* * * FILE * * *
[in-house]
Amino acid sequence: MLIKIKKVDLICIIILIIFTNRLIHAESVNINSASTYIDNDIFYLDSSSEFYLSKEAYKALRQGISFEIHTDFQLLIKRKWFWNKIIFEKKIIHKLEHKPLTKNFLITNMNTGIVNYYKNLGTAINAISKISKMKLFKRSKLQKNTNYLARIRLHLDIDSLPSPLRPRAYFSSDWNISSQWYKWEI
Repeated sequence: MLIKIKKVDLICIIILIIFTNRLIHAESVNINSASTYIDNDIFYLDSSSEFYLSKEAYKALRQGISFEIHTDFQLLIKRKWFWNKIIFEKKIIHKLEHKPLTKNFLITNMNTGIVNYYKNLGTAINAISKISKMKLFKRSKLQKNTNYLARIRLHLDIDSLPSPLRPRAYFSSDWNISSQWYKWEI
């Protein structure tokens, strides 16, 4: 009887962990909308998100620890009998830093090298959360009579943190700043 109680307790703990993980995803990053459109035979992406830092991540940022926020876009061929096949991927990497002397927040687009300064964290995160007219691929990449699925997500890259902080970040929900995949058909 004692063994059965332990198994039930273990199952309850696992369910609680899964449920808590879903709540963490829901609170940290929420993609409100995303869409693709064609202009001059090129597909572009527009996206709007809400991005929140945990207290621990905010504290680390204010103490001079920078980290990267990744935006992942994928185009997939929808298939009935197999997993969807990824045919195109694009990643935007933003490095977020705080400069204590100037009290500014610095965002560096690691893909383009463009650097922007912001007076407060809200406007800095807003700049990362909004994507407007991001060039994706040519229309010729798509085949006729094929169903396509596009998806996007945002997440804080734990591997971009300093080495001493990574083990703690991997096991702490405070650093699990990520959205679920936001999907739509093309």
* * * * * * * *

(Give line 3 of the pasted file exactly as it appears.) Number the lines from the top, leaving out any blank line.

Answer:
Repeated sequence: MLIKIKKVDLICIIILIIFTNRLIHAESVNINSASTYIDNDIFYLDSSSEFYLSKEAYKALRQGISFEIHTDFQLLIKRKWFWNKIIFEKKIIHKLEHKPLTKNFLITNMNTGIVNYYKNLGTAINAISKISKMKLFKRSKLQKNTNYLARIRLHLDIDSLPSPLRPRAYFSSDWNISSQWYKWEI